Wednesday, 11 July 2012

A Roundup of our Favourite Italian Cookbooks

Italian cooking is about far more than food.

Each authentic dish expresses the history and traditions of a region, the seasonal flavour of local ingredients or the powerful relationship Italians have with technique and taste.

Some Italians will tell you that this innate understanding can’t be learnt from any cookbook and that skills are handed down through generations.

However, if you don’t have an Italian family kitchen to hand, or a long-line of pasta aficionados to turn to, there are plenty of books that do a good job of filling in. Here are few of our favourites:

 The Silver Spoon, 1950: No aspiring Italian cook should be without this bible. Italy’s most successful cookbook, ‘ll cucchiaio d’argento’, was compiled by a group of Italian cookery experts more than 50 years ago. It’s the ultimate cookery compendium and contains regional specialities from across the country. It’s been updated over the years but still sticks to its philosophy of authenticity. Supplementing the recipes are guides on aspects such as 'how to set an Italian table' and 'how to compose a traditional Italian meal'.

The Classic Italian Cook Book, Marcella Hazan,1990: An authority on Italian cuisine, Hazan’s first cookbook strictly follows traditional Italian techniques, and her recipes are blissfully untouched by American or British influences. With a preference for preparing food by hand, rather than machine, and cooking on the stove rather than oven, Hazzan’s recipes truly communicate the intrinsic relationship Italians have with cooking.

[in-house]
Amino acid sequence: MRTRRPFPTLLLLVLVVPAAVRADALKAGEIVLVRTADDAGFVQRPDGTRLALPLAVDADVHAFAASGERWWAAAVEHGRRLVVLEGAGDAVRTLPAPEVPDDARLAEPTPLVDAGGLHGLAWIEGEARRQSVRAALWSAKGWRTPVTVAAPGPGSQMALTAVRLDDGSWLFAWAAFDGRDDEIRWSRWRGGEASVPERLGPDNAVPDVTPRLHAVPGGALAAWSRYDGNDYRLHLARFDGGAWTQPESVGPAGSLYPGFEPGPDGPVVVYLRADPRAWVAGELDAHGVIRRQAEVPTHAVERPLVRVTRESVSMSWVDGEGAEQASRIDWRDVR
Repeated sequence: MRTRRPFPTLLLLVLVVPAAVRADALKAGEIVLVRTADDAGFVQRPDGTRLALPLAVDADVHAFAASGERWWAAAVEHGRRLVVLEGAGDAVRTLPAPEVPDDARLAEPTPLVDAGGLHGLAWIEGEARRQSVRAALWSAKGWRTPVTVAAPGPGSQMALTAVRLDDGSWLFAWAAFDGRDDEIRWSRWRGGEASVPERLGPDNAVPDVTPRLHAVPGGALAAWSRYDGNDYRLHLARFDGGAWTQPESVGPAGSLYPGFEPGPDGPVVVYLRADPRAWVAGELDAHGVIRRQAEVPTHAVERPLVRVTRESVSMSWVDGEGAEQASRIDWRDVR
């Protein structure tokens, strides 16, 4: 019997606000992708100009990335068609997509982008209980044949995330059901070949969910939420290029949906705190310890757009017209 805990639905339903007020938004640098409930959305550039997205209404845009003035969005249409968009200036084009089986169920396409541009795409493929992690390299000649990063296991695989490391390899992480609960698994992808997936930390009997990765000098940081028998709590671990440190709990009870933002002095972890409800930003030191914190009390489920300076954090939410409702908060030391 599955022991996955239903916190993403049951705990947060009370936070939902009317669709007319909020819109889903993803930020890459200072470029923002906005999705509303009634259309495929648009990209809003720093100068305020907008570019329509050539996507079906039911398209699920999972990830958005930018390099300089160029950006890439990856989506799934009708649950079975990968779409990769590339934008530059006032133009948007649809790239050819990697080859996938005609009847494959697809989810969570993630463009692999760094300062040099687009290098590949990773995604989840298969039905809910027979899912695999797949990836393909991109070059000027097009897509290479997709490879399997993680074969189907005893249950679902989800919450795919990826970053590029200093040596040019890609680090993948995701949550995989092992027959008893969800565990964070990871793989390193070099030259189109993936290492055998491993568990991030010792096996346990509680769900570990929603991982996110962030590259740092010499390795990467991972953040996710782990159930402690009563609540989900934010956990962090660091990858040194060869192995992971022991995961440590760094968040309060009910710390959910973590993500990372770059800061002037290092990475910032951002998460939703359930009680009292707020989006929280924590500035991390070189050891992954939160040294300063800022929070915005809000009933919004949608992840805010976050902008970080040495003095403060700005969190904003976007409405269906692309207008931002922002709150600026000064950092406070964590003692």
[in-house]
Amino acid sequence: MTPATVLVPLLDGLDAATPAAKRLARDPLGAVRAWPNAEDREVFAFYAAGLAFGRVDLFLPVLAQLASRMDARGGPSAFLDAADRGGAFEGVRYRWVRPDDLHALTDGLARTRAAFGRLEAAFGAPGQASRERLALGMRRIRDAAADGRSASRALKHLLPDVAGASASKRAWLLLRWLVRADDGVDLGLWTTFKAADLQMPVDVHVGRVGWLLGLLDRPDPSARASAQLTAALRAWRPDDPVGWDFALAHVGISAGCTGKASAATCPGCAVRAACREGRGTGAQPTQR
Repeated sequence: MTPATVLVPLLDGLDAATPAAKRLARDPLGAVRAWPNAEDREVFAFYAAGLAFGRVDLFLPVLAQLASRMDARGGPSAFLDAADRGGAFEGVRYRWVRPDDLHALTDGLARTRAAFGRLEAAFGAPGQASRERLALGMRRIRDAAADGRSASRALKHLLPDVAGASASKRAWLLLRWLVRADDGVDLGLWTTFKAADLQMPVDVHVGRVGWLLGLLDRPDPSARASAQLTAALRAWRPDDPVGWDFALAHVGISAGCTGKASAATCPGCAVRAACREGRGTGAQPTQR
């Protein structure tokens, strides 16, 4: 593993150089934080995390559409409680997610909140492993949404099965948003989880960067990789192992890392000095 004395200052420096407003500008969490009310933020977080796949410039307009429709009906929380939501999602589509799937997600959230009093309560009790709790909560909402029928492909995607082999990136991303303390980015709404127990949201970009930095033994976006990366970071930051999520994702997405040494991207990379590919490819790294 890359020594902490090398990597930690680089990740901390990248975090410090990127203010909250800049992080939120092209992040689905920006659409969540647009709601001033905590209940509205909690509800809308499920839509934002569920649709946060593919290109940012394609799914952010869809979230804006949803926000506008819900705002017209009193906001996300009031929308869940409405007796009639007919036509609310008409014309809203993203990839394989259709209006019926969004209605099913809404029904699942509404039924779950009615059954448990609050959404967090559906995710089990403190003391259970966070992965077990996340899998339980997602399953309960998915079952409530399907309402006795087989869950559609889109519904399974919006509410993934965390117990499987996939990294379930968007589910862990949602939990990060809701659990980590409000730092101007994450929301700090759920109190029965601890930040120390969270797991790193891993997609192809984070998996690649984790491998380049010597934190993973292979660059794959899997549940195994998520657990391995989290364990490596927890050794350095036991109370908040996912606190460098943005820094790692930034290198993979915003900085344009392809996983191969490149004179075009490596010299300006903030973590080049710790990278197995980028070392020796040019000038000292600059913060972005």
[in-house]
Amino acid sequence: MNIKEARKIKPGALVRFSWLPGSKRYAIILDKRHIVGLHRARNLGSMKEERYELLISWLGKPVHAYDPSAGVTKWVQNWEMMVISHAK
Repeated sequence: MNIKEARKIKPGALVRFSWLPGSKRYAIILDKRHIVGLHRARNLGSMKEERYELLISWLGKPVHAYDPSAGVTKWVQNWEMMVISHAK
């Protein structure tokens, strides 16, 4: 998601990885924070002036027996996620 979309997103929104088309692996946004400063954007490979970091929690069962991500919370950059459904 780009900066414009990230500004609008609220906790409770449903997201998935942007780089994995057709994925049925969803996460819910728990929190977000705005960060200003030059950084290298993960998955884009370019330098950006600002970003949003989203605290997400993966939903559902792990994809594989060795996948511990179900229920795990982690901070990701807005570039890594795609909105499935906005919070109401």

Made in Italy, Giorgio Locatelli, 2006: The owner of London’s Michellin starred Italian restaurant, Locatelli’s love affair with food began aged five, when he started helping out in his family’s restaurant in northern Italy. Five years in the making, Made in Italy saw Locatelli returning to his home village to reconnect with his culinary roots. Expect everything from pizettes and nettle risotto, lobster linguine and Sorrento lemon soufflĂ©, to cepe salad and calves liver in vinegar.

Food of Italy, Claudia Roden, 1990: As an English food-writer, Roden realised that she’s need to put in some real legwork to compile an authentic Italian cookbook – and it paid off. Visiting kitchens in every region in Italy, the pages are enriched with history, geography, culture and regional tales, making this far more than a collection of good recipes. From dumplings and deserts to pastas and polenta, learn how to cook more than 300 authentic regional dishes, as well as gain an understanding of distinct flavours across the country.

The Geometry of Pasta, Jacob Kenedy, 2010: For something super-stylish and more contemporary, look no further than this classy, black and white book. Focussing on the basic principle of matching the right pasta to the right sauce is an innate skill that Italians acquire through years of observation and practice. Us Brits, however, could benefit from a few pointers. Aimed at helping you to develop an instinct for matching pasta and sauce, The Geometry of Pasta reveals the science, culture, and philosophy behind pasta shapes and sauces. Simple to follow, a delight to read, and it looks great on the kitchen shelf!

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